As you may remember, we got up early for this so our wait time was only thirty minutes or so. Sitting down, one of the first things you’ll notice is that the sushi chefs place the sushi directly on the counter in front of you. In Japan, you don’t need no sushi plates!
With breakfast but a memory, we ordered the Omakase (chef’s choice) set which includes 10 pieces of Nigiri (rice with rice ontop), 4 pieces of roll and finally, a piece of your own choosing. When sushi is served, a chef will typically start with a lighter fish such as Maguro (Tuna) and progress to fishes that have a stronger taste such as Saba (Mackerel).
The first piece we got was a beautiful piece of O-toro (high grade Tuna belly). For readers less acquainted with different types of Tuna available, there are various cuts much like beef. The “normal” cuts are analogous to something like a sirloin. It’s cheap, it’s not too fatty and you can get some pretty decent sirloin.
The next step up is Toro which is the worst cut of the Tuna belly. Significantly better than “normal” Tuna, Toro will have a higher fat content with larger flakes that will be visible. You might encounter an occasional sinewy bit here and there.
Of course, once you’d had the middle of the line, you’ll want to try the really good stuff which is Chu-toro. If Toro is Grade A Angus Filet Mignon, then Chu-toro would be Grade AAA Filet Mignon. Melt in your mouth goodness, you’ll think that this is the best fish there is.
That is, until you try O-toro! Going back to the beef analogy, many people will go through life never having tried Kobe Beef and they’ll be perfectly happy with their Grade AAA Angus. One bite though and you’ll never be able to go back. I’d had O-toro before in Vancouver, but this piece put everything I’d ever eaten to shame. It was fresh, it was sweet and it was melt-in-your-mouth tender. The sweetness of the fish dissolved in my mouth the way a rich custard would. No chewing involved (except the rice). Yes, it was that good!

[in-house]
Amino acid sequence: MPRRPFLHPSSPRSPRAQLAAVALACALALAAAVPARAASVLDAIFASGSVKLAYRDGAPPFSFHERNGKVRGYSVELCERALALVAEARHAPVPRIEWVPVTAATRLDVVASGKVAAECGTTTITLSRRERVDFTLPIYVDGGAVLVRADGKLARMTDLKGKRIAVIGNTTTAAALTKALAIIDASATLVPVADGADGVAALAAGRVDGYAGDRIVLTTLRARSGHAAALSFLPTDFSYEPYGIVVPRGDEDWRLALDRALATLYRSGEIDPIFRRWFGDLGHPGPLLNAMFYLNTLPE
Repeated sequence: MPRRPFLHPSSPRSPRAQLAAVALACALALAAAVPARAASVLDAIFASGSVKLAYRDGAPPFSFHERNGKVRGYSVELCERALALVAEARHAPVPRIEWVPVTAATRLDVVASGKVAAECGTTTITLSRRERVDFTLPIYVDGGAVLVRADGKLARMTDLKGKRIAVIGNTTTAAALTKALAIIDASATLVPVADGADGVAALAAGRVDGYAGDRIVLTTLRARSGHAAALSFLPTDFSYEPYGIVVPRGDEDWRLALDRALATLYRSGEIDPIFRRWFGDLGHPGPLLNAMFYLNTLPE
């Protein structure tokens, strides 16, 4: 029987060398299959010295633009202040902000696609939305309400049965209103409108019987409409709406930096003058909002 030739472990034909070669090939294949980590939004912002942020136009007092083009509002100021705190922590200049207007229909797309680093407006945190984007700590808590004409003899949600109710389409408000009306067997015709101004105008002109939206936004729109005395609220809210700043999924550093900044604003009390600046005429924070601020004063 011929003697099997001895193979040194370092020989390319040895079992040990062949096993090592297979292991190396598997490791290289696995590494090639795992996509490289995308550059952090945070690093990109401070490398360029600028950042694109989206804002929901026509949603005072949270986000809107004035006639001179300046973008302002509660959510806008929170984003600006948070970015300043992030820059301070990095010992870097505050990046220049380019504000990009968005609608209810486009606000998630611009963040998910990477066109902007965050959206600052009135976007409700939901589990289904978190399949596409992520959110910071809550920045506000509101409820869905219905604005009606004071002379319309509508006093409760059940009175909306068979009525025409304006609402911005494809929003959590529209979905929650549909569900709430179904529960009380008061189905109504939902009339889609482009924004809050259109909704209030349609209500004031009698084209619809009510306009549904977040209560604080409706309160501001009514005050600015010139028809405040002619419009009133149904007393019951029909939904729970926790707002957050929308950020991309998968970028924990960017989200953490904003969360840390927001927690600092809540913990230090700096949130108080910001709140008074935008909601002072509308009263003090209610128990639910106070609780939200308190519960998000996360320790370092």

|Next up, a big block of Tamago (sweet egg). It wasn’t significantly better than the stuff here in Vancouver, but it did come out hot which was a nice contrast to the cold that we were used to.|
|The poor cousin of Blue-fin Tuna, Bonito is what you’ll eat if you can’t afford O-toro. As it is related to Tuna, the taste is pretty similar with a firmer texture.|
|For those that don’t like slimy, Shiori is not for you! Made up of tens if not hundreds of baby shrimp, the slight slimy texture was offset by the sweetness of the fresh shrimp.|
Our stomachs satisfied, we headed off to Ginza where the shops were expensive and the tourists had more money than taste.
Random Basement Restaurant in Random Ginza Mall (the bad)
Finishing up at Confectionery West, we shopped for a little bit longer and decided to get a snack at a restaurant in the basement of a mall. Being a little on the hungry side (it was 4pm after all), I decided to splurge with some sushi and ramen.
The Deep Fried
|The meal started off easy enough. Some starches and a random stringy green vegetable. They were a decent representation of what Tempura should be.|
|Next up, the prawns. Fresh with a light batter, they were fried to perfection. Eating these was no problem, tail and all!|
|The next fish dish that came was a deep fried Eel. The meat was good, but the thing that really made this dish special was the deep fried spine. Delicious!|
Overall, the meal was quite satisfying though I think everyone agreed that the meal was a little much in terms of what could be eaten. Our wallets 5,000 yen lighter and our stomaches 10 lbs heavier, we slowly made our way back to the hotel. Next up… Satou Beef.